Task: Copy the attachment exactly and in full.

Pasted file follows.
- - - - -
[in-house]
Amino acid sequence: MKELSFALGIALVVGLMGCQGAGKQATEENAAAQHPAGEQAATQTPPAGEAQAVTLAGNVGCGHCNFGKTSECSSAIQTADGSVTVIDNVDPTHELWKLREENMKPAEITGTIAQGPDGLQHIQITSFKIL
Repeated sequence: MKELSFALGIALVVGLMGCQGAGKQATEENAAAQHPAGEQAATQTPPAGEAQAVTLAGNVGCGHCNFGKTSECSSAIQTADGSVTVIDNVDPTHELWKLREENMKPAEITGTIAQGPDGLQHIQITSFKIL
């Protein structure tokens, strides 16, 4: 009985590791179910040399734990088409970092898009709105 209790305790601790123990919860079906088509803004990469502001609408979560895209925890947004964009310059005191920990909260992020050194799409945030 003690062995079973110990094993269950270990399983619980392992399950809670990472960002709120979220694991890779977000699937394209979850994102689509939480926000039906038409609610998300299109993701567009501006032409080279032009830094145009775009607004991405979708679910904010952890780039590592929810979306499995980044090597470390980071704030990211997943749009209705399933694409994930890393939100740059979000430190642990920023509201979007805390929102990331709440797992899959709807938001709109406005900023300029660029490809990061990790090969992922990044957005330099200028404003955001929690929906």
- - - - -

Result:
[in-house]
Amino acid sequence: MKELSFALGIALVVGLMGCQGAGKQATEENAAAQHPAGEQAATQTPPAGEAQAVTLAGNVGCGHCNFGKTSECSSAIQTADGSVTVIDNVDPTHELWKLREENMKPAEITGTIAQGPDGLQHIQITSFKIL
Repeated sequence: MKELSFALGIALVVGLMGCQGAGKQATEENAAAQHPAGEQAATQTPPAGEAQAVTLAGNVGCGHCNFGKTSECSSAIQTADGSVTVIDNVDPTHELWKLREENMKPAEITGTIAQGPDGLQHIQITSFKIL
């Protein structure tokens, strides 16, 4: 009985590791179910040399734990088409970092898009709105 209790305790601790123990919860079906088509803004990469502001609408979560895209925890947004964009310059005191920990909260992020050194799409945030 003690062995079973110990094993269950270990399983619980392992399950809670990472960002709120979220694991890779977000699937394209979850994102689509939480926000039906038409609610998300299109993701567009501006032409080279032009830094145009775009607004991405979708679910904010952890780039590592929810979306499995980044090597470390980071704030990211997943749009209705399933694409994930890393939100740059979000430190642990920023509201979007805390929102990331709440797992899959709807938001709109406005900023300029660029490809990061990790090969992922990044957005330099200028404003955001929690929906």